Overweight and What?

   Obesity is a well-known epidemic that affects over 600 million people worldwide and has become a leading contributor to the most common types of health related disease such as high blood pressure, diabetes, and even several types of cancer. What we currently understand about obesity is how it can be detrimental to a person’s health; however an increase in obesity rates has drawn attention to the adverse effects it has on an individual’s mind and cognitive functions. Researchers over at the University of Alabama at Birmingham sought to decipher in a four-part experiment on mice published last month in The Journal of Neuroscience which can be found here. The experiments consisted of studies done on laboratory mice, obese and normal weight, that tested recognition, epigenetic changes, expression of specific genes, and the masking of certain genes.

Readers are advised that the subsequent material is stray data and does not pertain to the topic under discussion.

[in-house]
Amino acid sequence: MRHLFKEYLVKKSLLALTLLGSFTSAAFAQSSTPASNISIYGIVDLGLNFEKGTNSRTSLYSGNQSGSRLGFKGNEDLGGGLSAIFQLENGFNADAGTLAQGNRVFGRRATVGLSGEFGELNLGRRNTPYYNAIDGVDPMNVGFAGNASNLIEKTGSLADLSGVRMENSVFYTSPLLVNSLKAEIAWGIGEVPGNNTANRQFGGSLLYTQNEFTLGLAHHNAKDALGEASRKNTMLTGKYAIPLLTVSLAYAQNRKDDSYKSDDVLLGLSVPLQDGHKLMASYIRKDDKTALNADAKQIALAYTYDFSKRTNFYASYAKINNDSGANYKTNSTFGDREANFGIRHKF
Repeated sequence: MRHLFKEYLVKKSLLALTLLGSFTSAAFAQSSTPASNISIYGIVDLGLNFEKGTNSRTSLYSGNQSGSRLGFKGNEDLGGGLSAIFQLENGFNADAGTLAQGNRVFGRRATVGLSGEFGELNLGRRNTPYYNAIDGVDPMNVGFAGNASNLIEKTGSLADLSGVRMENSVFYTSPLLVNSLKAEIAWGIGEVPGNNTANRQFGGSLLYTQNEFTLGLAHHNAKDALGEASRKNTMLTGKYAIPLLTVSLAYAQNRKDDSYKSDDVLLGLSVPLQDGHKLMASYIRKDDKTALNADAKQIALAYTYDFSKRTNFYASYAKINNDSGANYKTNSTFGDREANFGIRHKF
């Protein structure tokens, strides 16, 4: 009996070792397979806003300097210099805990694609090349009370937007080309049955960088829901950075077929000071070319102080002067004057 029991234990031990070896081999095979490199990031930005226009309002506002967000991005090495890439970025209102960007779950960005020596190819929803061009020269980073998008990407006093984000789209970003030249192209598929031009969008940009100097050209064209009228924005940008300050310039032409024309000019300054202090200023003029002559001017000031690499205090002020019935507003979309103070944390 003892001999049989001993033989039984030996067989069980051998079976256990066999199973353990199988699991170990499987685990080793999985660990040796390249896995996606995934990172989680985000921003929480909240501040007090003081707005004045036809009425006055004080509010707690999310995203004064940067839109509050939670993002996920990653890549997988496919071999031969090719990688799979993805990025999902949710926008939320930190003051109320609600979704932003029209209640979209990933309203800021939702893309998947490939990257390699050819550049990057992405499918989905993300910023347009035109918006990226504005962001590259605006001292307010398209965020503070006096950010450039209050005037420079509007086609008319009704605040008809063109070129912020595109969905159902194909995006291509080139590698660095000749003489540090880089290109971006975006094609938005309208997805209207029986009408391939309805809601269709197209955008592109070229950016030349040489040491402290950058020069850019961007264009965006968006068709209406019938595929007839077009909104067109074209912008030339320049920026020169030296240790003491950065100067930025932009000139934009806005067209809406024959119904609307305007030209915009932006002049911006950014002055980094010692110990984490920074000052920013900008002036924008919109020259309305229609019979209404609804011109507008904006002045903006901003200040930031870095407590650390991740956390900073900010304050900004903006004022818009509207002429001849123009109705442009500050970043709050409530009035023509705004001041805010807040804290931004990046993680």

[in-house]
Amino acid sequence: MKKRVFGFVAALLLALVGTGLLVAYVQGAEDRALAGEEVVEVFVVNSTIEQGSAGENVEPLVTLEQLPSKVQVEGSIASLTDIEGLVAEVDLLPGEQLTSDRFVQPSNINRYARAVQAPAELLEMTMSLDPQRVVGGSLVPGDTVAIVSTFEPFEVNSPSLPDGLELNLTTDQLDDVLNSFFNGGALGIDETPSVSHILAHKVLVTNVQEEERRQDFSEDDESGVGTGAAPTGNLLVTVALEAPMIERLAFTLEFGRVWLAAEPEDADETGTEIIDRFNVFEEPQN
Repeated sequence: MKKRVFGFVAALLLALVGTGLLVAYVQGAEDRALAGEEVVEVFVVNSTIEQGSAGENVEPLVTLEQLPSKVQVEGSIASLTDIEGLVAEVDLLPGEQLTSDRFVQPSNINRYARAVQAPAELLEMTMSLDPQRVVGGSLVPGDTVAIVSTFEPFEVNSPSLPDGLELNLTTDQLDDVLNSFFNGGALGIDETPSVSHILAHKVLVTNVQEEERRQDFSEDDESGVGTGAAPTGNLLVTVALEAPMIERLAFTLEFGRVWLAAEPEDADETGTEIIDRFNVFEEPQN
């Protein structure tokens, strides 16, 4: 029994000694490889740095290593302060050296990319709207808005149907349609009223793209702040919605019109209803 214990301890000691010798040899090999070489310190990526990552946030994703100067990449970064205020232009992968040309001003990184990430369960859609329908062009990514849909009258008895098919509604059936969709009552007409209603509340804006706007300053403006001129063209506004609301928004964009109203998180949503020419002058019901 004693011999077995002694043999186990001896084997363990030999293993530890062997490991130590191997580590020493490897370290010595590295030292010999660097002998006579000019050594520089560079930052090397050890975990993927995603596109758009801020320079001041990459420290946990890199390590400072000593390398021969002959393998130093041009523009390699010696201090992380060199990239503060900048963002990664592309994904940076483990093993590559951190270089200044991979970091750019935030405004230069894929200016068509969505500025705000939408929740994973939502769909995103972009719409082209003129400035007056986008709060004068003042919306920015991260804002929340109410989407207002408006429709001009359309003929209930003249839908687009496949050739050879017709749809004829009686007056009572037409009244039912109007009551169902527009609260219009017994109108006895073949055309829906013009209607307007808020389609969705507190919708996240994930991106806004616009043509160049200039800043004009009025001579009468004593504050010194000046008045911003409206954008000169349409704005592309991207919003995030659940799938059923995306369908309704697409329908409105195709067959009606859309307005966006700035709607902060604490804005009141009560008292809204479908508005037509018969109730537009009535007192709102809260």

In both the recognition and epigenetic tests researchers found the obese mice tested worse in spatial memory tasks, and had less expression of genes in the hippocampus. Researchers found four specific genes that were not expressed in the overweight mice that were expressed in the normal weight mice. Of these four there was one in specific that was thought to be at the nexus of memory and metabolic function because it proved most influential in both sets of mice. When this gene was expressed in the overweight mice they experienced better performance, and when they were masked in the healthy mice they experienced similar results to that of the overweight mice.  This research helps outline some of the more critical effects that the obesity crisis is having the general population. Not only does obesity present the likelihood of a shorter life span, but also makes it possible to experience early difficulty with memory retention which could lead to Alzheimer’s disease.  Diseases like this make it very difficult for an individual to live out their life and places added stress on their family and friends as they witness a loved one slowly begins to forget. Explaining the effects of obesity is the first part in helping to solve the epidemic and the 600 million individuals affected by this deadly, and now degenerative, disease.


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